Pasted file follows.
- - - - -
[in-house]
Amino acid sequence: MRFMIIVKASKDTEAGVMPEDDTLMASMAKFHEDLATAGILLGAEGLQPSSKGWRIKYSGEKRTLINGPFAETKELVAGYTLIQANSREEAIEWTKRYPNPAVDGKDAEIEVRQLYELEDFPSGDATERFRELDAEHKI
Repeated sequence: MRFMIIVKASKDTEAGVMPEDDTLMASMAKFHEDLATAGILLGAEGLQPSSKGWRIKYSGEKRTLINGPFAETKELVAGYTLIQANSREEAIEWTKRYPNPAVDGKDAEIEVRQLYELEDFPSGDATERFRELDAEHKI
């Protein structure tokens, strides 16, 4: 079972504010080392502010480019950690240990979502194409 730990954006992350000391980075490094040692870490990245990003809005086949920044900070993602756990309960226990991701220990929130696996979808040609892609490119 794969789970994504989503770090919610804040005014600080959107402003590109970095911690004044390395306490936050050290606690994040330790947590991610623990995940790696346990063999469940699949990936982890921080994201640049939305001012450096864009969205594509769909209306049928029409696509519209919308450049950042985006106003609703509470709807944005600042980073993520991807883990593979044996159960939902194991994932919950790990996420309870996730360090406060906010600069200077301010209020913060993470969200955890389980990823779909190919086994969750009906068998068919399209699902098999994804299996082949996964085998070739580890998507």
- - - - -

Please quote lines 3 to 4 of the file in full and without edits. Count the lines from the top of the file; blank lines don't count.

Repeated sequence: MRFMIIVKASKDTEAGVMPEDDTLMASMAKFHEDLATAGILLGAEGLQPSSKGWRIKYSGEKRTLINGPFAETKELVAGYTLIQANSREEAIEWTKRYPNPAVDGKDAEIEVRQLYELEDFPSGDATERFRELDAEHKI
């Protein structure tokens, strides 16, 4: 079972504010080392502010480019950690240990979502194409 730990954006992350000391980075490094040692870490990245990003809005086949920044900070993602756990309960226990991701220990929130696996979808040609892609490119 794969789970994504989503770090919610804040005014600080959107402003590109970095911690004044390395306490936050050290606690994040330790947590991610623990995940790696346990063999469940699949990936982890921080994201640049939305001012450096864009969205594509769909209306049928029409696509519209919308450049950042985006106003609703509470709807944005600042980073993520991807883990593979044996159960939902194991994932919950790990996420309870996730360090406060906010600069200077301010209020913060993470969200955890389980990823779909190919086994969750009906068998068919399209699902098999994804299996082949996964085998070739580890998507």